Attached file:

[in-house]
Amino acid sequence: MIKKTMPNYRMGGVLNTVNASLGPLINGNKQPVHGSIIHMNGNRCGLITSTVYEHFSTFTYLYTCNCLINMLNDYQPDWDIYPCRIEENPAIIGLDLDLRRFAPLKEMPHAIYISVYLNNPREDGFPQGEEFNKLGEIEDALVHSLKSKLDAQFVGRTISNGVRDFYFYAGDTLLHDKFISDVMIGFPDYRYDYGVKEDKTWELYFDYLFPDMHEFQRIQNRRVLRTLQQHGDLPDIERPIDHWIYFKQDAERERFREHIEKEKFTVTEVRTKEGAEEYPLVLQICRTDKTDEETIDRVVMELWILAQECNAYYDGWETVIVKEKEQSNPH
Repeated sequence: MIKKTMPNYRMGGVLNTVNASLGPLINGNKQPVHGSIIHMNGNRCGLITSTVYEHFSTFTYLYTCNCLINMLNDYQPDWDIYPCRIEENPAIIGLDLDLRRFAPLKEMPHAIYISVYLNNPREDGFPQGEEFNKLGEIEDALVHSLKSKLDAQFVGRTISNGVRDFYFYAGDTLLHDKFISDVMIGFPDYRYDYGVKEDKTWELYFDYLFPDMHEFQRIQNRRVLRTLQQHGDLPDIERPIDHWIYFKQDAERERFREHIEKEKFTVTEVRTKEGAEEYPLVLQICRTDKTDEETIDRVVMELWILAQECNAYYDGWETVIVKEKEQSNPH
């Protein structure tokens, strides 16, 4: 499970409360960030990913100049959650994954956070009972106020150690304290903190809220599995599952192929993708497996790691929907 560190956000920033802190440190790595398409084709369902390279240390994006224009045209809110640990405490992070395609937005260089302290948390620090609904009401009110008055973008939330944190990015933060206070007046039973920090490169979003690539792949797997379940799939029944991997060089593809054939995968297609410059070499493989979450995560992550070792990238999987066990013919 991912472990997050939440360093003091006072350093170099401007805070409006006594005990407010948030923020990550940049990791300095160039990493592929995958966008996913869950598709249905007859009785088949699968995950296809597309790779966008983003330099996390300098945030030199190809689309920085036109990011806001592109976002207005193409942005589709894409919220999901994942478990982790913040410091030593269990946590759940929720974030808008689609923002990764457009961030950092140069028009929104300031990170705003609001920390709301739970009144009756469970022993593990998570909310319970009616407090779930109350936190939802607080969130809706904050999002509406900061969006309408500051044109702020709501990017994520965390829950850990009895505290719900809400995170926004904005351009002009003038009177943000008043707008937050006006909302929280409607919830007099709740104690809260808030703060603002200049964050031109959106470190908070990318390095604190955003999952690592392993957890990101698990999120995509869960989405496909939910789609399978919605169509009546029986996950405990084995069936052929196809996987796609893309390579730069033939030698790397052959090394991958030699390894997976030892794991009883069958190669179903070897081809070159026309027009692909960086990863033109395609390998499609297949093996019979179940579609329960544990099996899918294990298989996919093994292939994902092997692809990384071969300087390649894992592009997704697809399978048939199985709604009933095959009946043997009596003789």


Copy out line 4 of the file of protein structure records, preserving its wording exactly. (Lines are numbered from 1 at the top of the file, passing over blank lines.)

């Protein structure tokens, strides 16, 4: 499970409360960030990913100049959650994954956070009972106020150690304290903190809220599995599952192929993708497996790691929907 560190956000920033802190440190790595398409084709369902390279240390994006224009045209809110640990405490992070395609937005260089302290948390620090609904009401009110008055973008939330944190990015933060206070007046039973920090490169979003690539792949797997379940799939029944991997060089593809054939995968297609410059070499493989979450995560992550070792990238999987066990013919 991912472990997050939440360093003091006072350093170099401007805070409006006594005990407010948030923020990550940049990791300095160039990493592929995958966008996913869950598709249905007859009785088949699968995950296809597309790779966008983003330099996390300098945030030199190809689309920085036109990011806001592109976002207005193409942005589709894409919220999901994942478990982790913040410091030593269990946590759940929720974030808008689609923002990764457009961030950092140069028009929104300031990170705003609001920390709301739970009144009756469970022993593990998570909310319970009616407090779930109350936190939802607080969130809706904050999002509406900061969006309408500051044109702020709501990017994520965390829950850990009895505290719900809400995170926004904005351009002009003038009177943000008043707008937050006006909302929280409607919830007099709740104690809260808030703060603002200049964050031109959106470190908070990318390095604190955003999952690592392993957890990101698990999120995509869960989405496909939910789609399978919605169509009546029986996950405990084995069936052929196809996987796609893309390579730069033939030698790397052959090394991958030699390894997976030892794991009883069958190669179903070897081809070159026309027009692909960086990863033109395609390998499609297949093996019979179940579609329960544990099996899918294990298989996919093994292939994902092997692809990384071969300087390649894992592009997704697809399978048939199985709604009933095959009946043997009596003789």